Pointing to the lack of evidence linking refugees and migrants to terror attacks, he said: “Such attacks are usually perpetrated by local actors. In previous terrorist attacks you have had people travelling back and forth to Syria. So, again you have the creation of refugees as a potential suspect community. This is an extremely large group of people who are already facing severe insecurities. If you also conflate terrorist activities with them, it is only going to make life harder.”

In Europe, where job insecurities have fed into threat perceptions on the erosion that immigration poses to national identity, right-wing xenophobic parties have gained ground. An incident of sexual abuse of women on New Year’s night in Cologne by migrant youth was linked in public perception to the terror attacks, strengthening the popular belief that the EU has no effective policy to address either terrorism or migrant flows. In Germany, which has promised to relocate the largest number of the 1.3 million asylum applications in the EU, the liberal immigration policies of Chancellor Angela Merkel have contributed to the defeat of her party to the hard-right Alternative for Germany party in two of three regional elections held two weeks ago.

“We can say that Schengen is finished,” argues Marcus Papadopoulos, editor of Politics First . “I think the attacks in Brussels and Paris have confirmed that in the minds of ordinary people in the EU.” On the issue of the migrants, he says the big waves of recent migration are a direct response to Western foreign policy interventions in West Asia. The migrant surge first came from Afghanistan and Iraq after the U.S.-led invasion of Iraq in 2003. This was followed by migration from conflict zones in North Africa through Libya that followed the intervention of Britain and France in Libya in 2011. Most recent is the migrant exodus from Syria, which began after Western intervention in that country in 2013. “The common denominator is the foreign policy of Western governments. They are ultimately responsible for the appalling attacks in Brussels and Paris.”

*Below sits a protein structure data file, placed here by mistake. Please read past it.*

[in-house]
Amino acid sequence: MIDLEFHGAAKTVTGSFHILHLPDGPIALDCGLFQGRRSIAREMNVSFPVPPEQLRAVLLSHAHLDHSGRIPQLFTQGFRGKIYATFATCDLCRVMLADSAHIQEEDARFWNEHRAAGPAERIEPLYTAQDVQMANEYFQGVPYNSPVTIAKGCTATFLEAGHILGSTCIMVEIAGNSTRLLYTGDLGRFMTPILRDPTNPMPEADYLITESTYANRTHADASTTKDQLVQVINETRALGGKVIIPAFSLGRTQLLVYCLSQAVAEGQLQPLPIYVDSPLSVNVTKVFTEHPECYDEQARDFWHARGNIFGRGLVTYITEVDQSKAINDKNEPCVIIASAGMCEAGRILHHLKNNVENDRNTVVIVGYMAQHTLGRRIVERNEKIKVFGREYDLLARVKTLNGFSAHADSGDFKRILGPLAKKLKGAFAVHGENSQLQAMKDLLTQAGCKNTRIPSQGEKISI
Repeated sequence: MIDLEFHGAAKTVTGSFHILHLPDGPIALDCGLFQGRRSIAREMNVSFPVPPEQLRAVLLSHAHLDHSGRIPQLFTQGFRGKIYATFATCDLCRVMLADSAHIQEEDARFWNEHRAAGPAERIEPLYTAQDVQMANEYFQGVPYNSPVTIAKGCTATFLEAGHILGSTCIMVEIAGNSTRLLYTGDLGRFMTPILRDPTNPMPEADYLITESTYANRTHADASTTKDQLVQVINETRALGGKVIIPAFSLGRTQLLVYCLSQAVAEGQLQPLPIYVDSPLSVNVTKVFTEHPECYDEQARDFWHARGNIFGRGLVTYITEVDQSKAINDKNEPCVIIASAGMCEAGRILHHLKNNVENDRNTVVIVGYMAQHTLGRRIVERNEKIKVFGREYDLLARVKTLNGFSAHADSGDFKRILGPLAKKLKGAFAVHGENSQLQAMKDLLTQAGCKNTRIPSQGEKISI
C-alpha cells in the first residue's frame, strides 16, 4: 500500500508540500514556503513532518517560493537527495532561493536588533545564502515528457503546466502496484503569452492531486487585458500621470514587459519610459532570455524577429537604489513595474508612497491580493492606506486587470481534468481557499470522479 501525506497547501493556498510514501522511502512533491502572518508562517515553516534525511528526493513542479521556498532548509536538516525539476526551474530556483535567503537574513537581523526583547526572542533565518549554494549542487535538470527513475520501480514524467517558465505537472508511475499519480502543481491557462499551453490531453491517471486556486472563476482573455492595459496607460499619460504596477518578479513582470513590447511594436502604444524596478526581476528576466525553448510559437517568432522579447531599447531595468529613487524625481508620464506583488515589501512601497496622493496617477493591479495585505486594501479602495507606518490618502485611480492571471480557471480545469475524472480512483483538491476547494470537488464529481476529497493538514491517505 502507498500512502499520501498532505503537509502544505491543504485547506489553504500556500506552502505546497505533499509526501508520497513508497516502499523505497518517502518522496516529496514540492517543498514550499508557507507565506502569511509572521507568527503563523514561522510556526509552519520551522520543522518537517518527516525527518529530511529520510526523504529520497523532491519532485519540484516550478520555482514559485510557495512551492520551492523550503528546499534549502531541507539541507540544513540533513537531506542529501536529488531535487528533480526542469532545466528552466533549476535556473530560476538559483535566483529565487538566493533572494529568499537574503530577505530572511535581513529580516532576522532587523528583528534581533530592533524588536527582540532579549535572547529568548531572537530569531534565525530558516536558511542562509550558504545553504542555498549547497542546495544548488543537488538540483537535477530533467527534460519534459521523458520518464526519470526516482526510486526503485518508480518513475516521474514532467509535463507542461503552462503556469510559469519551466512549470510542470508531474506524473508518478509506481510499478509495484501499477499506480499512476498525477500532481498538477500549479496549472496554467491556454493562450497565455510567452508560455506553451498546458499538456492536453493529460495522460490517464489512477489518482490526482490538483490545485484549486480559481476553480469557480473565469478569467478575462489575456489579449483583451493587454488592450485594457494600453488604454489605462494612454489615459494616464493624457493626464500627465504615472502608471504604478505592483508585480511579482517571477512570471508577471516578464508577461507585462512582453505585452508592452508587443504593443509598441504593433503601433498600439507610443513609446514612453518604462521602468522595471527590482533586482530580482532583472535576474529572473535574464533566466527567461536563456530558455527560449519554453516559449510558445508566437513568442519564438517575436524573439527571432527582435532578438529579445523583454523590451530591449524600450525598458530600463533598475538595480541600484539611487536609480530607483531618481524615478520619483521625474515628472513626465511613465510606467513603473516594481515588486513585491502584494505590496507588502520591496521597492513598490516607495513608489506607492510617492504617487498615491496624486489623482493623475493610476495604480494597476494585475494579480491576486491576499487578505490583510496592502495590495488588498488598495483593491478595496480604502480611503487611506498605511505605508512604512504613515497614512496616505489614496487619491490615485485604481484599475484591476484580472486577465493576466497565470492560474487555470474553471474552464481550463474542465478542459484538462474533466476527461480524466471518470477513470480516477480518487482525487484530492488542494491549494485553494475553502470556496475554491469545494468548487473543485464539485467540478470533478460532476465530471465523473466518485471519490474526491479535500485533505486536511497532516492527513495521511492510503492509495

EU-Turkey agreement The > controversial agreement signed between the EU and Turkey last week, intended to seal illegal migration, has been criticised by aid agencies as inhumane and violative of EU law. An illegal immigrant now arriving in Greece through the Aegean Sea route can be expected to be sent back to Turkey if the person does not apply for asylum or his claim is rejected. The EU will in turn take in thousands of Syrian refugees directly from Turkey. For Turkey, the EU has promised to fast track its membership talks and has upped its financial aid significantly. Turkey today hosts three million Syrian refugees, more than any other country.

The UN’s refugee agency, UNHCR, has criticised the EU-Turkey deal as illegal and a violation of human rights. According to Vincent Cochetel, the organisation’s Europe regional director, the “collective expulsion of foreigners is prohibited under the European Convention of Human Rights”, while Amnesty International called it a “historic blow to human rights”.

Besides, the deal has not had the intended effect. There are currently over 49,000 migrants in Greece in overcrowded and squalid camps waiting for asylum in Europe, and the numbers have grown since the EU-Turkey deal.

“We are in the middle of nowhere,” said Maria Laura Franciosi, an Italian journalist based in Brussels. “The EU is based on a defence of human values, and it is allowing refugees to be used as a weapon by the Daesh.” The ideals of a united Europe committed to a humanitarian approach to the mass displacement of people fleeing conflict are under test.